Researchers at Harvard University say they are one step closer to the creation of commercially viable methane-powered fuel cells for laptops.
The research is being lead by solid-oxide fuel cell expert Shriram Ramanathan at the Harvard School of Engineering and Applied Sciences. The academics have been able to demonstrate a functioning thin-film solid oxide fuel cell which does not contain platinum.
The use of expensive materials like platinum has been one of the challenges of the commercial viability of the technology for products such as laptops and mobile phones. The technology also needs to account for high temperatures in order to improve reliability.
"If you use porous metal electrodes, they tend to be inherently unstable over long periods of time. They start to agglomerate and create open circuits in the fuel cells,” said Ramanathan.
The group was also able to demonstrate a methane fuel cell operating with internal temperatures less than 500 degrees. Operation at lower temperature places less demands on ceramic components while also reducing the time it takes to obtain been current delivery capability.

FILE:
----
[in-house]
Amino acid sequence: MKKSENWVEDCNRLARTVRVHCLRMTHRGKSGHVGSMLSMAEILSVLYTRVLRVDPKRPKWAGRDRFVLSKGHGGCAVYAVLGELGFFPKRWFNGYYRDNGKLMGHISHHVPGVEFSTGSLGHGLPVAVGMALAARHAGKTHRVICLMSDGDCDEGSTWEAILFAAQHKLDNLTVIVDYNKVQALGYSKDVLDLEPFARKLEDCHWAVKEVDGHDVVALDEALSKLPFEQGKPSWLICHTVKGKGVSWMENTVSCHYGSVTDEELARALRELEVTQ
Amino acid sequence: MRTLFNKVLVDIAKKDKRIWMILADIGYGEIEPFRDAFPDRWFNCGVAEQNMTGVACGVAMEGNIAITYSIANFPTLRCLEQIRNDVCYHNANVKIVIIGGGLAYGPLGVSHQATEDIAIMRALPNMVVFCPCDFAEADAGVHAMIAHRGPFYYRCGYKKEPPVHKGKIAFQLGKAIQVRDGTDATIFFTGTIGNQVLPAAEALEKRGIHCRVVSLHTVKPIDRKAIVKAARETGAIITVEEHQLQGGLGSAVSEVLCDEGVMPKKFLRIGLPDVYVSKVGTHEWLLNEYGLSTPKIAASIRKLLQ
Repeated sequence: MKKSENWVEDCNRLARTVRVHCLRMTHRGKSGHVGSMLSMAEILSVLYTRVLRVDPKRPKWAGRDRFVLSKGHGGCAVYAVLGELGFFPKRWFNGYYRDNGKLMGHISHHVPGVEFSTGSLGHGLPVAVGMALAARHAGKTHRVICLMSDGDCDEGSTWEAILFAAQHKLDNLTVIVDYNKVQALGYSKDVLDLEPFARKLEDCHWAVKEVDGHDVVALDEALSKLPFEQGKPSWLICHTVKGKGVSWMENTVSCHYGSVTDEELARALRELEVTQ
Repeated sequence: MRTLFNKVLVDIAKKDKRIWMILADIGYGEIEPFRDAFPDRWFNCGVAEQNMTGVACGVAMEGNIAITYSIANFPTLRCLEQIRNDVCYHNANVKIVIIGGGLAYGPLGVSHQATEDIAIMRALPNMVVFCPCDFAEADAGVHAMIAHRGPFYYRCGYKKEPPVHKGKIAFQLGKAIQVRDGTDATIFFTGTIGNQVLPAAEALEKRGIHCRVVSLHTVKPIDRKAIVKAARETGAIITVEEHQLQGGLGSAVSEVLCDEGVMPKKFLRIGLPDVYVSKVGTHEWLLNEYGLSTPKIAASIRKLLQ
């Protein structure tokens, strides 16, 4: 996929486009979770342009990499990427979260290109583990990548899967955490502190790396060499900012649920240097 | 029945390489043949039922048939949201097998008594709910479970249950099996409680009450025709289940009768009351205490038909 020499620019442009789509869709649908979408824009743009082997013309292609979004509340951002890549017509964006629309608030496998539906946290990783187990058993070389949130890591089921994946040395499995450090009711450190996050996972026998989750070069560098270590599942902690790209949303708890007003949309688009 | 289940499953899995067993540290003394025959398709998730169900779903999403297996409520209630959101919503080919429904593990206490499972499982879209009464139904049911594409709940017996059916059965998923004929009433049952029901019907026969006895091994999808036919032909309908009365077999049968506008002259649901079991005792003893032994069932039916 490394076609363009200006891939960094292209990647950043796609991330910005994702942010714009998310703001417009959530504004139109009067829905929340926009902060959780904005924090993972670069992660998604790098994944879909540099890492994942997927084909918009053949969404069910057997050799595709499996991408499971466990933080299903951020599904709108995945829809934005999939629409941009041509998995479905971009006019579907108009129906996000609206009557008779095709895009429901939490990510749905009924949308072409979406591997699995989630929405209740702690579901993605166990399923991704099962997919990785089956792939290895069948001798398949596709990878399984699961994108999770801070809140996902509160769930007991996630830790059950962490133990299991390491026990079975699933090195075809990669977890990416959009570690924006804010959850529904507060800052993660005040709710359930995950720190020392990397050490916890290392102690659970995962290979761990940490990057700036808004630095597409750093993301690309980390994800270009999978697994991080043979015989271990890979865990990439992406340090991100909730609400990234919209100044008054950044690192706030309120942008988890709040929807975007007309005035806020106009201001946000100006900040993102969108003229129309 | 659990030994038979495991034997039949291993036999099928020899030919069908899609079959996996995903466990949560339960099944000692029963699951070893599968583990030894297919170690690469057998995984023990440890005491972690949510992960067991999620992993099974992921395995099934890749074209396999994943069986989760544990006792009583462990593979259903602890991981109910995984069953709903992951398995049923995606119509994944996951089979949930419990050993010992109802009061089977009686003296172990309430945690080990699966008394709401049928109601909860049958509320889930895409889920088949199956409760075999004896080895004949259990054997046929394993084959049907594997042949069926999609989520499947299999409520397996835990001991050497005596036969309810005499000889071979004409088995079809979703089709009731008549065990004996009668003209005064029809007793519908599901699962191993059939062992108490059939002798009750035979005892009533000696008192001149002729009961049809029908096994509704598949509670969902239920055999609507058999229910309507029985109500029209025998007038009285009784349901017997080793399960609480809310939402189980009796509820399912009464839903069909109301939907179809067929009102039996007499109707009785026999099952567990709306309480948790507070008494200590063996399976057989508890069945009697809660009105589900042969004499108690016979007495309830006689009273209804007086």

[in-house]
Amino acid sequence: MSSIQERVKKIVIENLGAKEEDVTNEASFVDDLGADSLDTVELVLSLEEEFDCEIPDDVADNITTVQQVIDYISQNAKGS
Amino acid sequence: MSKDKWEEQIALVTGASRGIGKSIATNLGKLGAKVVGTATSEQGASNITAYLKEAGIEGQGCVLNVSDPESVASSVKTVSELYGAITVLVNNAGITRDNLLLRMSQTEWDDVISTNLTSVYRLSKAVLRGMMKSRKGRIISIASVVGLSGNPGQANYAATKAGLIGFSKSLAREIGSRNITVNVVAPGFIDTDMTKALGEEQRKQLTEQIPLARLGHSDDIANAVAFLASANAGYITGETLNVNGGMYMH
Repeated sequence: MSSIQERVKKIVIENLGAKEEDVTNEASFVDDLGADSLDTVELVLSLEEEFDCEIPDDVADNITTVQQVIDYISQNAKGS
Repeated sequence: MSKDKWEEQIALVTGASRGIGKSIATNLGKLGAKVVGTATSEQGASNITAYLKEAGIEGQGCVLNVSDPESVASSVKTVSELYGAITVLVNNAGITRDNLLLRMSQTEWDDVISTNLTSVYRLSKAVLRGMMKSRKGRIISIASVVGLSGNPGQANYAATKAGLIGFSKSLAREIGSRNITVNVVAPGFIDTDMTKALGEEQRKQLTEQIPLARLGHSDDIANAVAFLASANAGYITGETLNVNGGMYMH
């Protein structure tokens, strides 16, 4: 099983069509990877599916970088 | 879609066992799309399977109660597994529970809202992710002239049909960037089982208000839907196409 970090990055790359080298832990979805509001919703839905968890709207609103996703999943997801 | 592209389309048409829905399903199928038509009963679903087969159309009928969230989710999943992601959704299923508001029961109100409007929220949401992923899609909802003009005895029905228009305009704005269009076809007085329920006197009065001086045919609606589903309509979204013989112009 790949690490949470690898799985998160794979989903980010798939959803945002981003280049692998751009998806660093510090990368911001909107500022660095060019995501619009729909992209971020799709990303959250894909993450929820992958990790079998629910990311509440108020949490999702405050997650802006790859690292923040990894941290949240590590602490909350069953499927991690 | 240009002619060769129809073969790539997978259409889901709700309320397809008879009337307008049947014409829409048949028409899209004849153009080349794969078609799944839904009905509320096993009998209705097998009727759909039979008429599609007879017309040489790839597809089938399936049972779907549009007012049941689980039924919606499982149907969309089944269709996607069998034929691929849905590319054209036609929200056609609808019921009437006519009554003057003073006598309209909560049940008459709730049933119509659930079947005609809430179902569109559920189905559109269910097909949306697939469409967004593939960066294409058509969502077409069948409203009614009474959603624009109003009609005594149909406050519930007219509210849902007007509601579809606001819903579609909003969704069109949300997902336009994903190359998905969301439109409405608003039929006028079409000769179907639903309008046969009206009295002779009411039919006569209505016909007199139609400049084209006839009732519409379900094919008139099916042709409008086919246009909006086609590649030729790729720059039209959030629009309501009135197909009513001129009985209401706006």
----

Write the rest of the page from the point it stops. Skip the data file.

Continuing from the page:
“Low temperature is a holy grail in this field. If you can realize high-performance solid-oxide fuel cells that operate in the 300 degrees C range, you can use them in transportation vehicles and portable electronics, and with different types of fuels,” he said.
The use of methane, an abundant and cheap natural gas, in the team's SOFC was also of note. Until recently, hydrogen has been the primary fuel for SOFCs. Pure hydrogen, however, requires a greater amount of processing.
"It's expensive to make pure hydrogen," says Ramanathan, "and that severely limits the range of applications."
As methane begins to take over as the fuel of choice, the advances in temperature, reliability, and affordability should continue to reinforce each other the Harvard researchers said.